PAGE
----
Ben Weideman

Health Services Research

"Public health has become a place for work that feels aligned with my experiences, skills, and values; it is a place where I can bring all of this to people and communities that have sustained me throughout my life."

First, I’d like to know a little bit about you as a person. Where did you grow up? Where did you attend undergrad and what was your degree/area of study?
[Ben] I grew up in Iowa City, IA, and I attended undergrad at Grinnell College, where I studied English literature and chemistry. I just completed my MS in Health Services Research, Policy & Administration here at the U of M School of Public Health. My focus in the program has largely been on LGBTQIA+ healthcare and communities.

What drew you to public health? OR How did you become interested in public health? OR What was that moment in your life when you decided you wanted to study public health?
[Ben] I never really knew what I wanted to do for a career, and ending up in public health has been the result of a lot of exploring. Many experiences led me here: my mom’s treatment and death from cancer in my late teenage years, working with health systems and technology after finishing undergrad, and my connection to and love for the queer community in every stage of my life. Public health has become a place for work that feels aligned with my experiences, skills, and values; it is a place where I can bring all of this to people and communities that have sustained me throughout my life.

What specific issue, problem, or area of research in public health do you care the most about and why? [Ben] The subtrack of my doctoral program here at SPH is in the sociology of health and illness, and I am invested in learning about how our social worlds–our relationships, our families, our communities–create and define our health and well being, especially in how our sexuality and gender are part of what helps us connect to each other, build community, and find joy in this life. That is why my research interests are heavily focused on LGBTQIA+ health.

How would you like to help address or explore this issue? [Ben] I take a structural approach towards addressing health disparities. Dominant ideologies, arising from violent histories, exist to control what is “normal” and what is not in regards to gender, sexuality, race, ability, and other factors. These systems of oppression and enforcement are embedded in our institutions and these maintain health inequities among marginalized people. Dismantling those different forms of oppression like racism, the patriarchy, heteronormativity, and the gender binary is essential to helping marginalized people..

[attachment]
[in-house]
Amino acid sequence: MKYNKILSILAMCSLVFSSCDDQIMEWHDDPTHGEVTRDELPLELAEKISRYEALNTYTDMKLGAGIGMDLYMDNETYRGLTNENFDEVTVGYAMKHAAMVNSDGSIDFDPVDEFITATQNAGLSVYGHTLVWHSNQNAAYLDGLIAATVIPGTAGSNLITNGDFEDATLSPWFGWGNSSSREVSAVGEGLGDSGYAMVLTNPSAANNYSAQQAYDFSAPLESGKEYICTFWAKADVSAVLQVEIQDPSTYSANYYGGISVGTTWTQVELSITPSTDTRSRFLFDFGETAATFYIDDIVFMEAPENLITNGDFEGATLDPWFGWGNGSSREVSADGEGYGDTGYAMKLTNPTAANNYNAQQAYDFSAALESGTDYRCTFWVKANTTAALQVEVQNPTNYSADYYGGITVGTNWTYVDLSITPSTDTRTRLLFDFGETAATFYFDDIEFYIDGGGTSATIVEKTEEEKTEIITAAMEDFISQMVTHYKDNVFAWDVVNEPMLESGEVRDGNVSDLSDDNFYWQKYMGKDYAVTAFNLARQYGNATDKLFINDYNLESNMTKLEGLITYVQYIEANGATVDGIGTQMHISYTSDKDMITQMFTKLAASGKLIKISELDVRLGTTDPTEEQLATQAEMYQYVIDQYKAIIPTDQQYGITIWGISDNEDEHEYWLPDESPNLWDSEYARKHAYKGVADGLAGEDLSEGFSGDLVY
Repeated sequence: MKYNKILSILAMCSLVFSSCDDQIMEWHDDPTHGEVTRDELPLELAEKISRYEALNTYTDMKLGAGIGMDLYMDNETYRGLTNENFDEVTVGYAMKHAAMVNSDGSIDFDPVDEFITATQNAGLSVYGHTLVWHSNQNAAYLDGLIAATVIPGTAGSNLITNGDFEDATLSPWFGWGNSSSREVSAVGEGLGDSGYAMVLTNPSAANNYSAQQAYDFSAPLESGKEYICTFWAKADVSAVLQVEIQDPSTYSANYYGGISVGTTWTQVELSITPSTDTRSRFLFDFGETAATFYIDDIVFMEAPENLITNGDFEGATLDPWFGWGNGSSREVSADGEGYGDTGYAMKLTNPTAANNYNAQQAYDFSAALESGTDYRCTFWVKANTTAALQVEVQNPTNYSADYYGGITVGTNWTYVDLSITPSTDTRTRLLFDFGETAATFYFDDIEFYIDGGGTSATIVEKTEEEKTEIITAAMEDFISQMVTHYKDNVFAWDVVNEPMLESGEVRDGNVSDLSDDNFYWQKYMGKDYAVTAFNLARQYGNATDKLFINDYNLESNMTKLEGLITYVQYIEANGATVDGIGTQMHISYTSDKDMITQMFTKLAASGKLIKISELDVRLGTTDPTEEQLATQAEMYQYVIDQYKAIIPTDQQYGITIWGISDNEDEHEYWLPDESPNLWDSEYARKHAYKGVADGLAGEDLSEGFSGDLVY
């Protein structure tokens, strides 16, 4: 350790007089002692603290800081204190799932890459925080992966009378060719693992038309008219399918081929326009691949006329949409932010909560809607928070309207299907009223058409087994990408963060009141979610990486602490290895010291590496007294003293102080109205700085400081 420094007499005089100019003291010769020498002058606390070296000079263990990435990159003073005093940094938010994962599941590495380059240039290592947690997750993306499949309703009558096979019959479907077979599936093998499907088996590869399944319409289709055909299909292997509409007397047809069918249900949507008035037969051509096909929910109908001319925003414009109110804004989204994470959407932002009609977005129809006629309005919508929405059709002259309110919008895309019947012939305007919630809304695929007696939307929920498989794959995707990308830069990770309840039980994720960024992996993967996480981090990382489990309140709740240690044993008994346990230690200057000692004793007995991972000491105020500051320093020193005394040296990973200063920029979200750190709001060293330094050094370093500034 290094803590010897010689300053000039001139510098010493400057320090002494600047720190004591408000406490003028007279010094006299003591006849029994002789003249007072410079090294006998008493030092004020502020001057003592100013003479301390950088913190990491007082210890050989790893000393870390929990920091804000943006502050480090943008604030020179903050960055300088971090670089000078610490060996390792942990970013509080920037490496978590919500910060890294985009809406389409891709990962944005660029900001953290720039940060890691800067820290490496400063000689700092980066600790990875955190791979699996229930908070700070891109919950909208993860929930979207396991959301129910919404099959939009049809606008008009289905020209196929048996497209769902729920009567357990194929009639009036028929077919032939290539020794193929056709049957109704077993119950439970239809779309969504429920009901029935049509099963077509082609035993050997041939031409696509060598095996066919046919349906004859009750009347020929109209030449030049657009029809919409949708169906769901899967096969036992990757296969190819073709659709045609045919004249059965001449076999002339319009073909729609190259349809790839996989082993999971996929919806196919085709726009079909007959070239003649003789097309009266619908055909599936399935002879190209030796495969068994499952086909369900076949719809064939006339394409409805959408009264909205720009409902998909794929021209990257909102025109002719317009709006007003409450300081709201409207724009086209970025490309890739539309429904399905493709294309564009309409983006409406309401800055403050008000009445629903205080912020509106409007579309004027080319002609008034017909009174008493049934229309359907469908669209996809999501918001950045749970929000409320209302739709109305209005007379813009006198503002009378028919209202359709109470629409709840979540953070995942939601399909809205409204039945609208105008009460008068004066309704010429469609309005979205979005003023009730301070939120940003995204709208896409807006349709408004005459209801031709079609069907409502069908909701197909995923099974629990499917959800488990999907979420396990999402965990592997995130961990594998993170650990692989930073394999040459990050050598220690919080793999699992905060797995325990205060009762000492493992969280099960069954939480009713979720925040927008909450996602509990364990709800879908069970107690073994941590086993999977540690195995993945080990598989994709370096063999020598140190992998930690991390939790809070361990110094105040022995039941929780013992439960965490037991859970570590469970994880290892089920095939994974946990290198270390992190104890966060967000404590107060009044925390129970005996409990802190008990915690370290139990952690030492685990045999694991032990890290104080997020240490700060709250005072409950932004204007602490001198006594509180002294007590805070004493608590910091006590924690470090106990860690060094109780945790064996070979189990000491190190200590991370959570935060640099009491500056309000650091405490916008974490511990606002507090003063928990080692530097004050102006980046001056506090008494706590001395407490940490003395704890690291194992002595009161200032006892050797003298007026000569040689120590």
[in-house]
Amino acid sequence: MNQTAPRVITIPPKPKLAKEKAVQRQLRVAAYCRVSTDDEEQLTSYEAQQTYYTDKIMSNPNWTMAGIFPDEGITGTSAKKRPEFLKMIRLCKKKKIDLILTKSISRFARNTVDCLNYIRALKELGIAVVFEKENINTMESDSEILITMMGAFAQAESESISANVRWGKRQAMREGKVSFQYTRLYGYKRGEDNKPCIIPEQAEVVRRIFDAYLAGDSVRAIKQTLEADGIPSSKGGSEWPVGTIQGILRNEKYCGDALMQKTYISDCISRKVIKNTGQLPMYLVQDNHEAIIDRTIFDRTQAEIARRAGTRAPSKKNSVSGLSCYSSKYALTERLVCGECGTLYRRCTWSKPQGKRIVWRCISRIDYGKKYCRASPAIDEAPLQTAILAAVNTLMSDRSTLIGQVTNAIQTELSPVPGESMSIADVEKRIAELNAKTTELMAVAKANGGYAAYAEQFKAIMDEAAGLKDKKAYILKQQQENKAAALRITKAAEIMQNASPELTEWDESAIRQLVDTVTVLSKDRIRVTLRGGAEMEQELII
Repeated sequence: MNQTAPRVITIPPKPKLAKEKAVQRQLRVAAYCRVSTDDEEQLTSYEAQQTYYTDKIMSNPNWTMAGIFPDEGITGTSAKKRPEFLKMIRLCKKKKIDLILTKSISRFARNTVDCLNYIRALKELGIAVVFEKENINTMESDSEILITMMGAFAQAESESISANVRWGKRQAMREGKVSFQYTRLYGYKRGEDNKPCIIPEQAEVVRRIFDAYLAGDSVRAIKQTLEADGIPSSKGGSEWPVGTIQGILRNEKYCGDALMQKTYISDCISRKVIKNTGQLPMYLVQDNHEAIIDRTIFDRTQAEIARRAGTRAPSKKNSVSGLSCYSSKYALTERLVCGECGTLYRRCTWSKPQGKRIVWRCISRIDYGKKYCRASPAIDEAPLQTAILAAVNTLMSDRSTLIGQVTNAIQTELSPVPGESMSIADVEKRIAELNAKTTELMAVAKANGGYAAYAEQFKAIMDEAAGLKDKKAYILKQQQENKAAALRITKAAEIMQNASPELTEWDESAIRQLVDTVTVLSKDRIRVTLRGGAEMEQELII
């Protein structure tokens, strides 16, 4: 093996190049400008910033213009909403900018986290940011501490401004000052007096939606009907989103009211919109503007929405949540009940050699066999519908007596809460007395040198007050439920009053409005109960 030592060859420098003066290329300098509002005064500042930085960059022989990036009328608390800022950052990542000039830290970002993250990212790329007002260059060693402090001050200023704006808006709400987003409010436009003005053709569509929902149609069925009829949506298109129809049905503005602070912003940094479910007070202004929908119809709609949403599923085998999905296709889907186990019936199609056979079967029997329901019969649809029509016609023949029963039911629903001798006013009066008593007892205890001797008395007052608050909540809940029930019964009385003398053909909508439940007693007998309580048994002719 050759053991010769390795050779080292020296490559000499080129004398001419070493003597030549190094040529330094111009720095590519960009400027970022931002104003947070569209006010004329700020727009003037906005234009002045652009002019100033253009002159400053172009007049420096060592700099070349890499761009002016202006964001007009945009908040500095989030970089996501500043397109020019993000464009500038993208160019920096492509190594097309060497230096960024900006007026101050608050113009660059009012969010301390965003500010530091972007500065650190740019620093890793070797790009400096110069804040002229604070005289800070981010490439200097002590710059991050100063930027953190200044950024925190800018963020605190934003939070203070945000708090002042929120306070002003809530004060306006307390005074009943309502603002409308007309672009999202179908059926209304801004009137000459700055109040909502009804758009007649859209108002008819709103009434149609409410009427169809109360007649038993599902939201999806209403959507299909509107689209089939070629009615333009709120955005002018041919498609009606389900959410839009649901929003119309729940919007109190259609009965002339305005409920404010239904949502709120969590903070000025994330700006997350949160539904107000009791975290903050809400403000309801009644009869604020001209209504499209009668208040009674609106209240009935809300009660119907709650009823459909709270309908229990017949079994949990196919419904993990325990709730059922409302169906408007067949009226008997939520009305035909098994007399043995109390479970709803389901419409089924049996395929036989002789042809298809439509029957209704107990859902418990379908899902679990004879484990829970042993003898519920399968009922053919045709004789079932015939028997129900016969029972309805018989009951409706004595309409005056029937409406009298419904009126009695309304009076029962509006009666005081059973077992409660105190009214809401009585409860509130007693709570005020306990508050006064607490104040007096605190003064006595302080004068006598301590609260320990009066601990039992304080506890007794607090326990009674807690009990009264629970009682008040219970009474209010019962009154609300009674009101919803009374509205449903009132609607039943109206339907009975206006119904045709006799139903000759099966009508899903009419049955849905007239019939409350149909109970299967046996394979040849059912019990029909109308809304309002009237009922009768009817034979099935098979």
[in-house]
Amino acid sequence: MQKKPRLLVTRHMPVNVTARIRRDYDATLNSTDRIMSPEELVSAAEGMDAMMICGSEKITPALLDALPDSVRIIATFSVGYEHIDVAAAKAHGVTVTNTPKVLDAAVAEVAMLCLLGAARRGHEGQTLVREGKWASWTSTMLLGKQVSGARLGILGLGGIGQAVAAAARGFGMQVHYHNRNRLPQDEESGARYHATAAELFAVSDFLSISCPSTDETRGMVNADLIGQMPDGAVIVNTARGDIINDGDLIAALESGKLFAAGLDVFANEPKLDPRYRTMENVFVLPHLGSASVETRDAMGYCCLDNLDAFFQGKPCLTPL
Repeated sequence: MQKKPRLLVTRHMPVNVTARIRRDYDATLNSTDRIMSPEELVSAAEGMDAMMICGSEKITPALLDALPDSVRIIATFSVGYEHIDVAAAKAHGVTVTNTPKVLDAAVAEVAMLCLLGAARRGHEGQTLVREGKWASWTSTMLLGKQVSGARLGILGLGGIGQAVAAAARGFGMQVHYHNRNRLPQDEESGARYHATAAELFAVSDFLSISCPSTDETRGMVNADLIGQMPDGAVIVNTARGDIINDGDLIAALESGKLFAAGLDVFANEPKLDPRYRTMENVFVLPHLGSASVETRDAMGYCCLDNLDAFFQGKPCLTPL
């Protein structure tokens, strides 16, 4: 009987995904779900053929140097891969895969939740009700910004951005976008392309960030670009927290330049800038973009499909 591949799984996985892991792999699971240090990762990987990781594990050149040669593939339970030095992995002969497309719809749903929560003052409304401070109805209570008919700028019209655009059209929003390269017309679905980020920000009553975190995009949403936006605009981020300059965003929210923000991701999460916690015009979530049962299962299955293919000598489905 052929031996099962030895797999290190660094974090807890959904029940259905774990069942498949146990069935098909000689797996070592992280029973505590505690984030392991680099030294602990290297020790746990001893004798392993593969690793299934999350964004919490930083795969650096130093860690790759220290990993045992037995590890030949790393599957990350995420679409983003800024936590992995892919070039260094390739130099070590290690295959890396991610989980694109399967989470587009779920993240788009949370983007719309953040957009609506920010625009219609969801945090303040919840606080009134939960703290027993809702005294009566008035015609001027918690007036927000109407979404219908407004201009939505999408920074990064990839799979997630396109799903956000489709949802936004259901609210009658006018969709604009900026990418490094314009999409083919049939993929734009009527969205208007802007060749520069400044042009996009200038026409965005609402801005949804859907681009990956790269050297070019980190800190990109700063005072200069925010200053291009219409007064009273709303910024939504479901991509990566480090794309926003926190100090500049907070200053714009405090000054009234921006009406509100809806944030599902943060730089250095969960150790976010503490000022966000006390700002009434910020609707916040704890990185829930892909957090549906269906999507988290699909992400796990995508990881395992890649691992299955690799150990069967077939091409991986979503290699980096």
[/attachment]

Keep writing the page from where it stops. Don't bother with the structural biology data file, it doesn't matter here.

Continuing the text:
PhD student Ben Weideman
PhD student Ben Weideman

Why did you choose to come to the U of M School of Public Health?
[Ben] There are a lot of reasons! Two main reasons come to mind. First, I grew up in Iowa and my partner has family here, so it is wonderful to be in close proximity to people I love. Second, SPH is a leader in sexual and gender health research, which was a big factor in why I applied and accepted admission to the program.

What are the reasons why you chose your program? What do you like about it? [Ben] I really like how the program takes an interdisciplinary approach towards public health. I have gotten to learn about a broad range of approaches, such as epidemiology, policy, and sociology–all of which are important for improving the health of communities. I like the flexible structure of the program, especially because I’m not yet sure what settings I’d like to work in after graduation. Being exposed to lots of different areas helps me learn what I like and prepare for life after school.

What has been your favorite class so far? [Ben] My favorite class has been Intersectional and Decolonizing Approaches to Transgender Health taught by Nic Rider and Taymy Caso. They both had an amazing approach towards transgender health, which has really influenced me and how I conduct my work. One huge takeaway from the course was  learning about the rich and beautiful histories of gender-diverse communities that have existed as long as humans have.

What are you most excited about in SPH’s Strategic Plan for Antiracism?
[Ben] I believe the SPAR is a good approach. I am skeptical of how academic institutions often pat themselves on the back for “promoting diversity” instead of tackling the racist policies and practices that are embedded in these institutions and their histories. I would like to see more specific, concrete, and actionable goals realized; for example, I think the commitment to hiring more people of color as faculty and staff, as well as intentionally recruiting and retaining students of color, is an essential part of the plan.

What do you like about being in Minnesota?
[Ben] I enjoy the bike-friendly streets and the proximity to water in the city. I’ve spent a lot of my life in smaller, Midwest cities, so it is a good change to live in a bigger place that has more diversity. I’m excited about the opportunities to get more involved in advocacy and community organizing in Minneapolis.

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